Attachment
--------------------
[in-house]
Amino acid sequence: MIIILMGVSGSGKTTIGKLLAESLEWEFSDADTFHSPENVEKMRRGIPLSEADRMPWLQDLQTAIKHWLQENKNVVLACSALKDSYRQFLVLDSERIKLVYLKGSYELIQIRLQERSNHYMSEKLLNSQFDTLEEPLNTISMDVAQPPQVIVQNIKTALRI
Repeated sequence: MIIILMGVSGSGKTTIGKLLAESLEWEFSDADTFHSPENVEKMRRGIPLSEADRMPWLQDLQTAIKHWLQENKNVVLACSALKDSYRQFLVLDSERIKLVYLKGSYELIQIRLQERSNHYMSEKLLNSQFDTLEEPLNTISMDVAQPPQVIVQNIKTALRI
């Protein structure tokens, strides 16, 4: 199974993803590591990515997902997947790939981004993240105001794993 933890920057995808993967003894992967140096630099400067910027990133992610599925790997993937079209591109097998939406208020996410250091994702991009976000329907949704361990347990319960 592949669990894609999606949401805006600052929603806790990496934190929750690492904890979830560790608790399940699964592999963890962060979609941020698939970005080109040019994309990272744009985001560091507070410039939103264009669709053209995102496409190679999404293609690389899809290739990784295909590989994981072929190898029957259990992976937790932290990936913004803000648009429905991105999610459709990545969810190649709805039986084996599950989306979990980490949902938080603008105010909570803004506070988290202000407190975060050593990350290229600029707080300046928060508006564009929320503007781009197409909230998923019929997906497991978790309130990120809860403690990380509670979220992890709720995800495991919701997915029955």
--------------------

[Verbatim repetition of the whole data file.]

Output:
[in-house]
Amino acid sequence: MIIILMGVSGSGKTTIGKLLAESLEWEFSDADTFHSPENVEKMRRGIPLSEADRMPWLQDLQTAIKHWLQENKNVVLACSALKDSYRQFLVLDSERIKLVYLKGSYELIQIRLQERSNHYMSEKLLNSQFDTLEEPLNTISMDVAQPPQVIVQNIKTALRI
Repeated sequence: MIIILMGVSGSGKTTIGKLLAESLEWEFSDADTFHSPENVEKMRRGIPLSEADRMPWLQDLQTAIKHWLQENKNVVLACSALKDSYRQFLVLDSERIKLVYLKGSYELIQIRLQERSNHYMSEKLLNSQFDTLEEPLNTISMDVAQPPQVIVQNIKTALRI
């Protein structure tokens, strides 16, 4: 199974993803590591990515997902997947790939981004993240105001794993 933890920057995808993967003894992967140096630099400067910027990133992610599925790997993937079209591109097998939406208020996410250091994702991009976000329907949704361990347990319960 592949669990894609999606949401805006600052929603806790990496934190929750690492904890979830560790608790399940699964592999963890962060979609941020698939970005080109040019994309990272744009985001560091507070410039939103264009669709053209995102496409190679999404293609690389899809290739990784295909590989994981072929190898029957259990992976937790932290990936913004803000648009429905991105999610459709990545969810190649709805039986084996599950989306979990980490949902938080603008105010909570803004506070988290202000407190975060050593990350290229600029707080300046928060508006564009929320503007781009197409909230998923019929997906497991978790309130990120809860403690990380509670979220992890709720995800495991919701997915029955």